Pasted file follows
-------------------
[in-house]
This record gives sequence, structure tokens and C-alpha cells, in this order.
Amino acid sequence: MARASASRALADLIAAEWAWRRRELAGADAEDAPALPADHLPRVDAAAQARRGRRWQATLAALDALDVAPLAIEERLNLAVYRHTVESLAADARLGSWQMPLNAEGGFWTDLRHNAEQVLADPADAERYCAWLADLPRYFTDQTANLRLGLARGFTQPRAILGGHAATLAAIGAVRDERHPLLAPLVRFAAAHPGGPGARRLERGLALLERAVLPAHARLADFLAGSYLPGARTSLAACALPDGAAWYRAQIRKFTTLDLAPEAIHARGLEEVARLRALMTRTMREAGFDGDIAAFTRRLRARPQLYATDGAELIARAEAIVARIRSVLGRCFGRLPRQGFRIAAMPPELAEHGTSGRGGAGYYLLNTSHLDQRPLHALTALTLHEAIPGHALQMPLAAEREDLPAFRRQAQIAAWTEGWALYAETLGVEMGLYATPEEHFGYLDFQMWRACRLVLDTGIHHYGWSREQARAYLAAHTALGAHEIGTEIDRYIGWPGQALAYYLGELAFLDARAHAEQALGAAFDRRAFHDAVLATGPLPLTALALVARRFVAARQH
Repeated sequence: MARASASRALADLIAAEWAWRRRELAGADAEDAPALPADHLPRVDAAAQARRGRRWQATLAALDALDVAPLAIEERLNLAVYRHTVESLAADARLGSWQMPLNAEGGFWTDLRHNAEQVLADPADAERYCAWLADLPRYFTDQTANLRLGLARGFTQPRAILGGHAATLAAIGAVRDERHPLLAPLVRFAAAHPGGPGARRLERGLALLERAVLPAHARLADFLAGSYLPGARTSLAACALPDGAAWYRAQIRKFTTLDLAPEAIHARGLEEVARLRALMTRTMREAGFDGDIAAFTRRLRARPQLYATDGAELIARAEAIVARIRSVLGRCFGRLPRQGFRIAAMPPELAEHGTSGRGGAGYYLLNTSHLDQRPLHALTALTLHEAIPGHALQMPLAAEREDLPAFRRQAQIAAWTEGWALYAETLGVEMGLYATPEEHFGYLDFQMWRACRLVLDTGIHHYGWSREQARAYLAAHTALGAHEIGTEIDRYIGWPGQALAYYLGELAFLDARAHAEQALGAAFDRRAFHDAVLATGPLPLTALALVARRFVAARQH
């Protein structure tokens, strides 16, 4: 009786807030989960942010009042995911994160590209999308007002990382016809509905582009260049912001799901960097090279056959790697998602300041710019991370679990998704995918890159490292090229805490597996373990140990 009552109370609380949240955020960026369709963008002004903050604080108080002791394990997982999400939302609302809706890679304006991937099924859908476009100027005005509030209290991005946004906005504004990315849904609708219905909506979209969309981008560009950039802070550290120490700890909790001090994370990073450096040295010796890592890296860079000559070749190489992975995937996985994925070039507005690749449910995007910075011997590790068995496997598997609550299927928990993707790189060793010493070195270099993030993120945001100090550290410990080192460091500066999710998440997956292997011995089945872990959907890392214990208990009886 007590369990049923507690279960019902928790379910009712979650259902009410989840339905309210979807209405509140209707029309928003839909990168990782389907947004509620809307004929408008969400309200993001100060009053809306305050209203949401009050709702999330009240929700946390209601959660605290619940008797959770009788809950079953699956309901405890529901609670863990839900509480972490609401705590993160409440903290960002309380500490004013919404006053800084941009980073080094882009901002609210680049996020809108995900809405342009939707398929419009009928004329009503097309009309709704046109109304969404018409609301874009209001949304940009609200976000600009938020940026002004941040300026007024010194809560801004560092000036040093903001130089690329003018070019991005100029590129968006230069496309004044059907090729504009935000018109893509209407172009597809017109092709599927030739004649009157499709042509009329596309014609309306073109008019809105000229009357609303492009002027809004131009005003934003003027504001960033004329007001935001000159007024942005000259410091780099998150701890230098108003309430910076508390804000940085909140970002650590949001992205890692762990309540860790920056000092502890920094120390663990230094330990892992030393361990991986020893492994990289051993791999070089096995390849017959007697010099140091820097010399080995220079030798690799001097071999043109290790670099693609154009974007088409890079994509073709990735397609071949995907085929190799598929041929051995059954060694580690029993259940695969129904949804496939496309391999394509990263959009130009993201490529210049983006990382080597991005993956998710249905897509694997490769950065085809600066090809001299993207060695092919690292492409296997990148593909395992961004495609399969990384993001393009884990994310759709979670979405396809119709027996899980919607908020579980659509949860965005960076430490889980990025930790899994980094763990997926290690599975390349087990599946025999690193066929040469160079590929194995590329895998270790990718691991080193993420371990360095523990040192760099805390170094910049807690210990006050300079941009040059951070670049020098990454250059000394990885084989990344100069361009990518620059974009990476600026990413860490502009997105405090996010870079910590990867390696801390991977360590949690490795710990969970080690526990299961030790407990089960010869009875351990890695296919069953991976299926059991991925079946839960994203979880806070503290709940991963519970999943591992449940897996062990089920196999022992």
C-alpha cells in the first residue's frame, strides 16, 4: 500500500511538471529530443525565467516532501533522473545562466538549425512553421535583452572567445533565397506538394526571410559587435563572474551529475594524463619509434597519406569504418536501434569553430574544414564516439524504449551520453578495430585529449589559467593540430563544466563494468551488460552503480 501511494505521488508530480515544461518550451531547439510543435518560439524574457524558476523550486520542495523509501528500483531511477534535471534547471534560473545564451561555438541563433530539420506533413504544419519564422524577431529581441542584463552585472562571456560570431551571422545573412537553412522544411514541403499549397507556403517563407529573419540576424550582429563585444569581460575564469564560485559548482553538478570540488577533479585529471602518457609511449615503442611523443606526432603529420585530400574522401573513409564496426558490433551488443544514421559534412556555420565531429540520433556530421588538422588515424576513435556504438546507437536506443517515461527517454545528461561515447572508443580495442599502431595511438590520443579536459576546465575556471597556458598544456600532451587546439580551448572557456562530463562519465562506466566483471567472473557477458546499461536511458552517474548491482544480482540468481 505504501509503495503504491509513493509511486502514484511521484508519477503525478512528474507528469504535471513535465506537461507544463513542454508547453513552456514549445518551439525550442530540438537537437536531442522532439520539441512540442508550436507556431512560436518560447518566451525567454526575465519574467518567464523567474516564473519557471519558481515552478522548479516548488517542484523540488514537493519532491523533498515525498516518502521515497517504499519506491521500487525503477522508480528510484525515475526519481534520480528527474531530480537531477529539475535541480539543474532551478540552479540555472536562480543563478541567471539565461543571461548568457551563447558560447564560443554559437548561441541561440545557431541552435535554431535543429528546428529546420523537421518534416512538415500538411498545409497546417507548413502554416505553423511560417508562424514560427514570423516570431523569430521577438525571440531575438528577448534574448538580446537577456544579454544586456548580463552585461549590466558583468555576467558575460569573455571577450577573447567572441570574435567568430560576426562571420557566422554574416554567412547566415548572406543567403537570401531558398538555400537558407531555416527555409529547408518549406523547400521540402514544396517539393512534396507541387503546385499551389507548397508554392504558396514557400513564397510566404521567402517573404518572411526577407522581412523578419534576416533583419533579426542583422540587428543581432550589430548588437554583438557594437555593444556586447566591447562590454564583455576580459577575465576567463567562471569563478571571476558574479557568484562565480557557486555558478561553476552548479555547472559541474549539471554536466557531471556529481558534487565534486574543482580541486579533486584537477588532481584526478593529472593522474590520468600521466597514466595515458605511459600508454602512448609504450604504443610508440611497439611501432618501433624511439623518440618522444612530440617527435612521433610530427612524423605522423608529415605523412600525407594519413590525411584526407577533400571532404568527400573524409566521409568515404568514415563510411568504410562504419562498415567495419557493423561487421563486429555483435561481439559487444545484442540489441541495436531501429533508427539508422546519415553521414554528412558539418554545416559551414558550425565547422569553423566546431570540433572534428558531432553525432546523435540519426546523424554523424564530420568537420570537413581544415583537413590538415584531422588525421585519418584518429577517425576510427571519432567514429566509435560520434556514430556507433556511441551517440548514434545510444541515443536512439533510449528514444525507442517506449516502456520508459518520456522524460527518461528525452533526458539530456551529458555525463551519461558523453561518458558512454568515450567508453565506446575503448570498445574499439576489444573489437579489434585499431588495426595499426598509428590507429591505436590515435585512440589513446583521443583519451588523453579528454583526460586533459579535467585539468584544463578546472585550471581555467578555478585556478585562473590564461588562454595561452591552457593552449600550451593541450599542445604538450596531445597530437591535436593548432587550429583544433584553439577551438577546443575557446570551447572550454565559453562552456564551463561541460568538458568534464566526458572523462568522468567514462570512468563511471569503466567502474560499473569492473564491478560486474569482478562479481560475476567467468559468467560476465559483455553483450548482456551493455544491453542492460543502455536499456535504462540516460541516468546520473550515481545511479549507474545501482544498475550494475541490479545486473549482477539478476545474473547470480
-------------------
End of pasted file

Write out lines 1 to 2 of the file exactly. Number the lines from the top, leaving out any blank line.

[in-house]
This record gives sequence, structure tokens and C-alpha cells, in this order.